the sale to “play Santa” to local charities. “That has been a lot of fun,” she said.
She contributed to REAL Life, a nonprofit to help people who are incarcerated, homeless or battling addictions — or in all three situations — turn their lives around.
“The problem of addiction is so tragic in Richmond and all over the country,” said REAL Life founder Sarah Scarbrough. REAL stands for Recovering from Everyday Addictive Lifestyles.
“Debbie has a personal passion for what we do because she lost someone close to her to an opioid overdose,” Scarbrough said.
A garden in her friend’s memory was established at a REAL Life recovery house in the Blackwell neighborhood in Richmond.
“Debbie is such a modest, humble woman,” Scarbrough said. “She operates from her heart. That is what I love about her. She is not scripted.”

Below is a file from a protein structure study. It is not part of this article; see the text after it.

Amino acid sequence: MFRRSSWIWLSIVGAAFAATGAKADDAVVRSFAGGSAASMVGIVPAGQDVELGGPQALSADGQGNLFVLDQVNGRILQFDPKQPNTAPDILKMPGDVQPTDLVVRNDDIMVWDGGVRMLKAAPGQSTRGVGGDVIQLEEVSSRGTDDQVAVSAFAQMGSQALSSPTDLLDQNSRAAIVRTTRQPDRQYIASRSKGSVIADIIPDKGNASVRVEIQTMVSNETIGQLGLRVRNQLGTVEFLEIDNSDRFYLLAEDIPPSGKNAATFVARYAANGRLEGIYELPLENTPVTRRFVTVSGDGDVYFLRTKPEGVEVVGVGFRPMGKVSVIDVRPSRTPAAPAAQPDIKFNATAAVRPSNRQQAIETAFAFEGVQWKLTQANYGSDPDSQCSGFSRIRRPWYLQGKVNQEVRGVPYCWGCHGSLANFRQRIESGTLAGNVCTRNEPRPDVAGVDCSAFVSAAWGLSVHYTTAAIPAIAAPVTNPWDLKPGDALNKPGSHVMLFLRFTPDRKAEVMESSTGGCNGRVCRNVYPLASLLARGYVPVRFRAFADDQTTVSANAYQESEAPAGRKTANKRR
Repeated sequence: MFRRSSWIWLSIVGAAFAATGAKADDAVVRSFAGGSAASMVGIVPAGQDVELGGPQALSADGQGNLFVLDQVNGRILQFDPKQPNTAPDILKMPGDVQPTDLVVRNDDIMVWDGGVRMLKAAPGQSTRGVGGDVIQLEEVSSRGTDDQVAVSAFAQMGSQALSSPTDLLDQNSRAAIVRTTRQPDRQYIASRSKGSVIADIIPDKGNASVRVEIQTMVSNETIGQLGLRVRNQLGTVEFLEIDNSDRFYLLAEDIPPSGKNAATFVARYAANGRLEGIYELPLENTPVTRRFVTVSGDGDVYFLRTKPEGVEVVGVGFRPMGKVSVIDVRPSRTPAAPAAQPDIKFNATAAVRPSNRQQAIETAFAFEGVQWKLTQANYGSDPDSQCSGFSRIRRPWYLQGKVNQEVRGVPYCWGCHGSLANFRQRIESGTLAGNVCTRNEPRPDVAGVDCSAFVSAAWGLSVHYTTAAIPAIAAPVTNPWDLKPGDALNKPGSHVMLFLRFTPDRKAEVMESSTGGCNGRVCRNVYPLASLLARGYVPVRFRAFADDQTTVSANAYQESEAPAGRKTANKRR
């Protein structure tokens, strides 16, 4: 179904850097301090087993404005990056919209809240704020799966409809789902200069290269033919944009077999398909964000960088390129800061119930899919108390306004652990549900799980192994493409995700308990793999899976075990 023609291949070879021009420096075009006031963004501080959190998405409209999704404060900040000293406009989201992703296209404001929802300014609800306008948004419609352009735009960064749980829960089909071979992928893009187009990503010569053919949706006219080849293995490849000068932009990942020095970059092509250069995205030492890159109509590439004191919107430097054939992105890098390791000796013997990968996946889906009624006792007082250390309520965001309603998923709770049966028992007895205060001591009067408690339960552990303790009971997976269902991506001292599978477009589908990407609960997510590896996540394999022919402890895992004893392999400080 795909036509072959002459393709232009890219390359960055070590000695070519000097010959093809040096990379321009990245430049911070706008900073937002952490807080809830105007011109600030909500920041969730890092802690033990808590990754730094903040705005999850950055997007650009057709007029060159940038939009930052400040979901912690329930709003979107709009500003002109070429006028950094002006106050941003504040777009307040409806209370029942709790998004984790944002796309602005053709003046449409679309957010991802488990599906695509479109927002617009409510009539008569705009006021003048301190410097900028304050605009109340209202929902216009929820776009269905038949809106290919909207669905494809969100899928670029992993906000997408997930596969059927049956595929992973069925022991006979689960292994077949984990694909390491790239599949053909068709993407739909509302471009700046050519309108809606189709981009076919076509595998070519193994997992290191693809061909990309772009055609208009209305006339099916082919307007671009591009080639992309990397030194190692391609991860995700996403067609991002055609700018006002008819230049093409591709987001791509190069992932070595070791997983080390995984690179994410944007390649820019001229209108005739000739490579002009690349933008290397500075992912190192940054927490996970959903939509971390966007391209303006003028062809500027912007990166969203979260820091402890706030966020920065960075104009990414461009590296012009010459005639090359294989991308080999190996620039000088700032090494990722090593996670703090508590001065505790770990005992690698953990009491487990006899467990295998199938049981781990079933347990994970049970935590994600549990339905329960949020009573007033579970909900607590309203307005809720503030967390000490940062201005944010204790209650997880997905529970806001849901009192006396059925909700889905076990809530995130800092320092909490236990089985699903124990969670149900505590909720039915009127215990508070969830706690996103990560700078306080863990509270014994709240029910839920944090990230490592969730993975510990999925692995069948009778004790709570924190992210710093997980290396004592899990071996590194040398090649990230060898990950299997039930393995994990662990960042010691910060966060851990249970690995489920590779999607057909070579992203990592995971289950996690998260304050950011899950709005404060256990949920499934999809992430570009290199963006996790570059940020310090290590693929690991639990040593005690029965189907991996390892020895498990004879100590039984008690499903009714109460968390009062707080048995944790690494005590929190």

A charity even closer to her heart is Connecting Hearts, which Johnston started in 2014 to connect potential parents with child placement services and increase awareness of the critical need in Virginia for foster families and adoptions.
“We have done a beautiful job,” said Johnston, noting that the number of adoptions increased last year to 850 from about 600 in previous years.
Connecting Hearts recently partnered with Jewish Family Services to handle the growing volume.
Adoption is a personal issue for Johnston.
At age 3, she was adopted into her family of four sisters and one brother. They grew up in a one-bathroom house on a farm in Varina. Her late mother, Eunice, once described her as the family’s “guardian angel.”
Johnston was appointed Virginia’s Adoption Champion in 2014 by then-Gov. Terry McAuliffe.
She serves on the Virginia Health Workforce Development Authority and is involved with Unity of Richmond Church, teaching a class on prosperity, forgiveness, loving and how to set goals.
“I take life one day at a time,” Johnston said. “I want people to know that they don’t have to navigate the health care system alone.
“It’s very difficult, and we’re here if you need us to help you with that.”